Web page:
Asaba has great charm and character and is simply one of Japan’s finest Ryokans. With an ancient history, it has been in the hands of the same family for over five centuries and meticulously maintained in its original design. A stay here is guaranteed to be memorable as the atmospheric property whisks guests back to traditional Edo-period times, to the point that one almost feels submerged in Japanese legend.
Set in picturesque surroundings, Asaba is most famous for its exquisite landscaped gardens, as well as the still active 150-year-old Noh theatre, surrounded by flowing water and greenery. Notes of music are played out on the riverside, and performers are adorned in traditional costumes and intriguing masks, complete with a choir and orchestra. Inside, palliative wide corridors of white walls and blond woods lead through the Ryokan in keeping with its rich cultural history. Each room is in true authentic style, right from the woven tatami floor mats all the way to the washi paper screens. Despite these traditional features, modern comforts are far from missing. The stylish furniture scattered around the Ryokan, crafted by the Swedish designer Bruno Mathsson, demonstrates the nuanced blend of East-meets-West apparent throughout Asaba.
The immaculate service provided at this ryokan is hard to beat. Not only is one treated to the typical high-end hotel hospitality of a Relais Chateux property, but the added extra of ‘omotenashi’, the attentive yet discreet customer care that Japan is renowned for, goes above and beyond expectations. Each guest has their own kimono-clad personal attendant, who gracefully serves their ‘kaiseki’ dinner in private rooms. Each platter is perfectly prepared with the aim to harmonise colour and flavor, adapting to each season and local delicacies. The delicate aesthetic of the traditional ‘kaiseki’ ironically appears more like nouvelle cuisine to the western eye here. Heston Blumenthal would come away inspired by the Asaba’s signature dish – Amagi game fowl and sea kelp hotpot – and the exquisitely delicate arrangement of side-dishes such as sashimi (raw fish), local mountain vegetables and the prized matsutake mushrooms which most perfectly capture ‘the fifth taste’ umami (neither savoury, sweet, salty or bitter).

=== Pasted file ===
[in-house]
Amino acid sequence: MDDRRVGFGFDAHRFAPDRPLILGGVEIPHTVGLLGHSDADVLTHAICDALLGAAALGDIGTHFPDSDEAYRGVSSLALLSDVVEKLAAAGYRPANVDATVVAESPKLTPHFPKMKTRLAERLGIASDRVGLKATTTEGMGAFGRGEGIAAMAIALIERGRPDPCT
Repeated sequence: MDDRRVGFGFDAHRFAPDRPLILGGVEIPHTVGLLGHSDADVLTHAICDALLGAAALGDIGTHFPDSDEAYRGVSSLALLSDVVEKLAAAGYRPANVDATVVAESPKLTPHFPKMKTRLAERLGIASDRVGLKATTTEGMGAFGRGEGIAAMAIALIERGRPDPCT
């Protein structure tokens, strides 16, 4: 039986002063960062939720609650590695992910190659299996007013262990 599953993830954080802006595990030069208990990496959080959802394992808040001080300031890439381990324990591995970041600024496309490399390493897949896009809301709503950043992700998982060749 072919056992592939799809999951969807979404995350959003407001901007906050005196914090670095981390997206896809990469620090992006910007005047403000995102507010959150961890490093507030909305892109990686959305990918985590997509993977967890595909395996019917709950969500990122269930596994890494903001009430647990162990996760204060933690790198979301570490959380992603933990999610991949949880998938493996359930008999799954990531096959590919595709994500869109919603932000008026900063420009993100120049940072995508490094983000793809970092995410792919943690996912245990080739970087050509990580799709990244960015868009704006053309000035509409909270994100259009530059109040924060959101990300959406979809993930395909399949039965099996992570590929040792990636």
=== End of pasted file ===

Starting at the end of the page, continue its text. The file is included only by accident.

If you tire from the serene Zen-like Ryokan culture, there is a nearby golf course and plenty of walking or cycling trails to keep one active during a stay at this remote paradise.
Enjoy the pleasures of an outdoor hot spring bath, open to the elements, surrounded by bamboo thickets and swathes of hot steam swirling around the pool here. It’s even possible to bathe in a complimentary private onsen at Asaba – practically unheard of at traditional Ryokans. This a unique bonus that is no doubt attractive to shy Westerners! It is said that the great teacher of Japanese Buddhism, Kono Daishi, bathed in these onsen pools every day, and emerged totally purified. We highly recommend following in his footsteps, as well as those of writer and explorer Stanley Stewart and experiencing this exceptional ryokan first-hand.
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Features in the following itineraries
To my mind, the greatest reward and luxury of travel is to be able to experience everyday things as if for the first time, to be in a position in which almost nothing is so familiar it is taken for granted.
- Krista Weir, Sri Lanka
- Matthew Annable, Rajasthan, India
- Leslie Siben, India
- Mr Geoffrey Johnson, India
- Anonymous, India
- Jaime Benitez, South India
- Mr Richard Stoughton, Sri Lanka
- Matthew Nicklin, North India
- Mr David Wallace, North India
- Mr & Mrs Manson, North India